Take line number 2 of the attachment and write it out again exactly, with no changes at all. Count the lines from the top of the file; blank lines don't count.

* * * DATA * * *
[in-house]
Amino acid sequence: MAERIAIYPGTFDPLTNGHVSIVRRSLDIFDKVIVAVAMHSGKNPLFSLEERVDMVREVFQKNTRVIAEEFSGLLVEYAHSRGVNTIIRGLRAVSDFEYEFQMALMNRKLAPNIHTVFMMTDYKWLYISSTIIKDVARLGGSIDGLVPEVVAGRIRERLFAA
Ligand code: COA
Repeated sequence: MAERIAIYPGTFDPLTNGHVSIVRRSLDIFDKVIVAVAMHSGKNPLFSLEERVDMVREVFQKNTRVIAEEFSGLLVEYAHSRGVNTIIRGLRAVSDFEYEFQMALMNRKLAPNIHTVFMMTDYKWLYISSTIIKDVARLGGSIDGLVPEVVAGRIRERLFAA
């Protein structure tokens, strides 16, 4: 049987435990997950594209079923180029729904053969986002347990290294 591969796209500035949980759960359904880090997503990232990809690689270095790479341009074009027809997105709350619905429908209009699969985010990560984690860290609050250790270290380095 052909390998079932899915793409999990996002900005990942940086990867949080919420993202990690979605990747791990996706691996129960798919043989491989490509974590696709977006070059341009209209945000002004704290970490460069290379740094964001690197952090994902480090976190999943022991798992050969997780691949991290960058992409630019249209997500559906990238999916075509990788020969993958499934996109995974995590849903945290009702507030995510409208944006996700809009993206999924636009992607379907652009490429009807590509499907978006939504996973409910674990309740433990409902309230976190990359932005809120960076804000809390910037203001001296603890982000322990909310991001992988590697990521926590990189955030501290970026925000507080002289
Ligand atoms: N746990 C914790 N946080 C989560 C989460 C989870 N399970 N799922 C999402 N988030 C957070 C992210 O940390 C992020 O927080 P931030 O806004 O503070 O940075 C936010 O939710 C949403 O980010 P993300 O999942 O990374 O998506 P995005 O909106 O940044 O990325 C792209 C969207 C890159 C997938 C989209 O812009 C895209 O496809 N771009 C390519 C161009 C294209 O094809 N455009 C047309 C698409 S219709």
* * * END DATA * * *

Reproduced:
Amino acid sequence: MAERIAIYPGTFDPLTNGHVSIVRRSLDIFDKVIVAVAMHSGKNPLFSLEERVDMVREVFQKNTRVIAEEFSGLLVEYAHSRGVNTIIRGLRAVSDFEYEFQMALMNRKLAPNIHTVFMMTDYKWLYISSTIIKDVARLGGSIDGLVPEVVAGRIRERLFAA